Laverne & Shirley ran on ABC from January 27, 1976 to May 10, 1983. The comedy also starred Michael McKean and David L Lander as Lenny & Squiggy, Eddie Mekka as Carmine Ragusa, Phil Foster as Frank DeFazio, and Betty Garrett as Edna Babish.
Like Mork & Mindy, the sitcom was originally a spinoff of Happy Days.
Laverne & Shirley opening credits – lyrics
One, two, three, four, five, six, seven, eight.
Schlemiel! Schlimazel! Hasenpfeffer Incorporated!
“Making Our Dreams Come True”
Written by Charles Fox & Norman Gimbel / Sung by Cyndi Grecco
(Download the theme song from Amazon here)
We’re gonna do it!
Give us any chance, we’ll take it.
Give us any rule, we’ll break it.
We’re gonna make our dreams come true.
Doin’ it our way.
Nothin’s gonna turn us back now,
Straight ahead and on the track now.
We’re gonna make our dreams come true,
Doin’ it our way.
There is nothing we won’t try,
Never heard the word impossible.
This time there’s no stopping us.
We’re gonna do it.
On your mark, get set and go now,
Got a dream and we just know now,
We’re gonna make our dream come true.
And we’ll do it our way, yes our way.
Make all our dreams come true,
And do it our way, yes our way,
Make all our dreams come true
For me and you.
Laverne & Shirley show opening video clip
‘Laverne and Shirley’ was a quick winner
By Don Shirley in the Star-Gazette (Elmira, New York) March 06, 1976
Shirley Feeney: “I’m laughing at the same things I laughed at four years ago.”
LaVerne de Fazio: “Yeah. Because they’re still funny.” — From last week’s episode of “Laverne and Shirley.”
What were “Laverne and Shirley” laughing at? Get this — a man dressed only in his underwear walked unexpectedly into a room of mixed company. In 1959. Re-enacting a stunt from four years earlier.
This may not sound like the freshest act in town, but don’t tell ABC. “Laverne and Shirley,” which debuted on ABC on Jan. 27 (and is on every Tuesday night), is the quickest television hit since 1968.
“Faster than an Olympic skier,” gasped the ad in Variety. “Able to leap over comedies, dramas and detective thrillers in a single bound. Look! Up in the ratings! It’s no bird. It’s no plane. It’s… Number 1 ‘Laverne and Shirley.'”
About 50 million people are watching a series about two spunky young women who work in a brewery and manage to have a barrel of fun on and off the job as they face life in Milwaukee in the 1950s.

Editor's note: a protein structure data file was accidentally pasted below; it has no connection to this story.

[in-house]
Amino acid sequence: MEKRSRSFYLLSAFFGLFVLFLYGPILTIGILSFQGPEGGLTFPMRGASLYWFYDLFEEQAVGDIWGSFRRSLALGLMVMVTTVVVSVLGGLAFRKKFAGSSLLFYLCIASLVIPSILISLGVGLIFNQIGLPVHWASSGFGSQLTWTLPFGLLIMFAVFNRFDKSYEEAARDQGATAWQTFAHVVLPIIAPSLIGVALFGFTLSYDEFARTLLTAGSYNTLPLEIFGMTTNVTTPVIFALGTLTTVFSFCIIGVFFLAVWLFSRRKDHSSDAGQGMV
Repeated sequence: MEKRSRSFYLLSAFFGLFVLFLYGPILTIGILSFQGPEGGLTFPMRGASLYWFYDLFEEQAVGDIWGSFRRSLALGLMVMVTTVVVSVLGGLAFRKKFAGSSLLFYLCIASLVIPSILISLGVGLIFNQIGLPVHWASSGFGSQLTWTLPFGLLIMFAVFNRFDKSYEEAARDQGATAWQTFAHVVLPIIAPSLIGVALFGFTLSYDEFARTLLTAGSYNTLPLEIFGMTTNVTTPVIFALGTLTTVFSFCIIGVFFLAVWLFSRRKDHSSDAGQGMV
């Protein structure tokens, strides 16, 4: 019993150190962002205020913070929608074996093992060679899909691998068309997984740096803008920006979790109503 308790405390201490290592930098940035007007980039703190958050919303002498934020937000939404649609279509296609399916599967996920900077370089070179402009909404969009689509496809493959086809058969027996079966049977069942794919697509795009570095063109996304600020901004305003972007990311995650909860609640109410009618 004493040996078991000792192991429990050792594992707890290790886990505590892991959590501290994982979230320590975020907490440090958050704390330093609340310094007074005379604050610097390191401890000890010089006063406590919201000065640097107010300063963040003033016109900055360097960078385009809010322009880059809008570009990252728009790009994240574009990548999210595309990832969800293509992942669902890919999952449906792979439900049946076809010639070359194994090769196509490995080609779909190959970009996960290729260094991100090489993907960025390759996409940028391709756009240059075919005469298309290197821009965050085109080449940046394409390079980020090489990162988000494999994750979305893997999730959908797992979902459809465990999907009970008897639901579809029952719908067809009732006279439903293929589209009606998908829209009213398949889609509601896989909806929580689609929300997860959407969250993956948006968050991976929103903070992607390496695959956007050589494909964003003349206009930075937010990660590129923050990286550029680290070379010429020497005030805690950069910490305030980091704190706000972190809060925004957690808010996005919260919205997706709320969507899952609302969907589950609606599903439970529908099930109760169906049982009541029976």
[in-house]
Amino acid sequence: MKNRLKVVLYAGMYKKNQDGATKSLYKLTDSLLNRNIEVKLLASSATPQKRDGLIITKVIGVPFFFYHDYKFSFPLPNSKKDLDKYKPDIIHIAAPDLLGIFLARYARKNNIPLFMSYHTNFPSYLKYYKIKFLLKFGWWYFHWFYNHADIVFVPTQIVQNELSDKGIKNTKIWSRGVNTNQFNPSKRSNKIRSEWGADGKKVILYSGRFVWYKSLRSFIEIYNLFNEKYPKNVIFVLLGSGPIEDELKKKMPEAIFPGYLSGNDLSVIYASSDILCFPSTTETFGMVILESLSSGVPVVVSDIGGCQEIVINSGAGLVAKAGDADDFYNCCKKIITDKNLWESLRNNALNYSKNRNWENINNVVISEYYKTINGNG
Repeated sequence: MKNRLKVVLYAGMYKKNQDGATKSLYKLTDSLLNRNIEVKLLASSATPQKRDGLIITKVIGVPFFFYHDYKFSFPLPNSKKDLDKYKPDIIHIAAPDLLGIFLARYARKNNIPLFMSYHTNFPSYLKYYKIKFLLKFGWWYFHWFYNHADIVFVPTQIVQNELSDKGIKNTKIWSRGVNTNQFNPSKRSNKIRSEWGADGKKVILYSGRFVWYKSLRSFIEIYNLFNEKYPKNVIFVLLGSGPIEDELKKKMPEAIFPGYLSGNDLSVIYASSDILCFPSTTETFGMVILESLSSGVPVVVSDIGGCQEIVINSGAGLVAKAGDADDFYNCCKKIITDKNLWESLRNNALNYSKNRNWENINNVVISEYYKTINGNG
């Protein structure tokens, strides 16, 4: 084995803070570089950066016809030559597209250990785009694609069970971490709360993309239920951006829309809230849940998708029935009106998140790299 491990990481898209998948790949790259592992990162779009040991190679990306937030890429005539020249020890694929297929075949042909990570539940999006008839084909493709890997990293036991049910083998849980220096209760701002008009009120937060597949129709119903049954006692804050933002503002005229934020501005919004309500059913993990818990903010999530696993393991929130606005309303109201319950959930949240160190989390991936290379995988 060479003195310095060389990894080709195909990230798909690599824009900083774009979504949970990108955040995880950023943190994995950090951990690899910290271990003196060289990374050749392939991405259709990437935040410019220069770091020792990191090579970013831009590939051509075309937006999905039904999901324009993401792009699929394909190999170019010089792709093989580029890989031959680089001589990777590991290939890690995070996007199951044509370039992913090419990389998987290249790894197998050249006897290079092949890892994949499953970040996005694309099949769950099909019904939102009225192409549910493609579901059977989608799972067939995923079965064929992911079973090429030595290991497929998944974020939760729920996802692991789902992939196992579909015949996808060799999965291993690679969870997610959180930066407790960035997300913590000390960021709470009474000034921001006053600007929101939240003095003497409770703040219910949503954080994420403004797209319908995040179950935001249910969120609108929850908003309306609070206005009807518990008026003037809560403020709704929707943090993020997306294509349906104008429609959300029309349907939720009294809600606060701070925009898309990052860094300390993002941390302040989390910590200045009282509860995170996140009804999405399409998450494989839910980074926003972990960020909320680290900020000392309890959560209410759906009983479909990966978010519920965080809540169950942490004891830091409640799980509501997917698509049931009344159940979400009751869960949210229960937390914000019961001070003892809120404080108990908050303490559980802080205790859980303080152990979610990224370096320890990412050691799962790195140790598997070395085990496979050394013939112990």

What’s going on? Archie Bunker, Lucy, Mary Richards and the “Happy Days” gang are getting together.
“It seems to be time for blue-collar comedy,” said Garry Marshall, chief writer for “Laverne and Shirley” and executive producer of it and “Happy Days” with Thomas L Miller and Edward K Milkis.
Archie Bunker works on a loading dock, and a rash of blue-collar comedies, often ethnic, have followed in his wake. So Laverne and Shirley work in a brewery (Marshall considered an ad agency but said: “I couldn’t find the humor in it”). And their families are Italian and Irish, respectively.
“I feel the country misses Lucy very badly,” added Marshall. So Laverne and Shirley get involved in Lucyish situations.
But since the advent of Mary Richards, it’s not cool for women on television to rely on a Desi to untangle their problems. So Laverne and Shirley are single, live together without men, and rely on each other. They do all this in 1959.
Which is where “Happy Days,” from which “Laverne and Shirley” was spun off, comes in. “Happy Days” is back in the 1950s too, but the resemblance is more superficial than it looks. Laverne and Shirley were minor characters on “Happy Days” three times.
ABC programming chief Fred Silverman wanted a “Happy Days” spinoff, asked for Fonzie, got Laverne and Shirley, and approved their show on the basis of a 10-minute tape of Penny Marshall (Laverne) and Cindy Williams (Shirley) chatting.
The birth of “Laverne and Shirley” was a sudden decision, not the inevitable product of “Happy Days,” which is oriented around the suburbs, the high school, the family.
“Laverne and Shirley” is in “a not-so-nice part of Milwaukee,” said Garry Marshall. Its characters are three years out of high school and look older (Penny Marshall is 32, Williams is 28). Their parents are widowed or divorced.
“‘Laverne and Shirley’ is much hipper than ‘Happy Days,'” said Marshall. “They don’t hang out at the malt shop. And the pizza place (which Laverne’s father owns) is full of servicemen and hardhats.” There’s even going to be a strike at the brewery.
Currently, Laverne and Shirley are much hipper than ABC, too. The network censors “don’t like girls talking about sex,” said Penny Marshall. A discussion of “putting out” was replaced with talk of “petting” and being “very… friendly.”
A reference to “wait-for-the-wedding-night Feeney” will probably have to go. “What could be cleaner than that?” asks Williams.
Penny Marshall points to the same problem in costuming. “I thought we should wear black neckerchiefs, tight pants and have our hair in rollers most of the time,” she said. “But ABC wants two nice girls and the ability to say ‘Oh my, look at the situation they get in this week.'”
“It’s comedy that’s been around since the word was invented,” said Williams. “We’re playing sketch and farce mixed together. It’s much faster clipped than today’s comedy. It’s set-up, set-up, PUNCH. Stuff we wanted to do since we saw Lucille Ball, stuff that had been done hundreds of years before us. We did one ‘message’ episode — it didn’t turn out too well.”
Penny Marshall is married to Rob Reiner, one of the stars of “All in the Family,” the pioneer of the newer comedy. This is not a source of tension.
“Rob hopes ‘Laverne and Shirley’ is a big hit,” says his wife, “so he can play tennis for a while and I make the money.”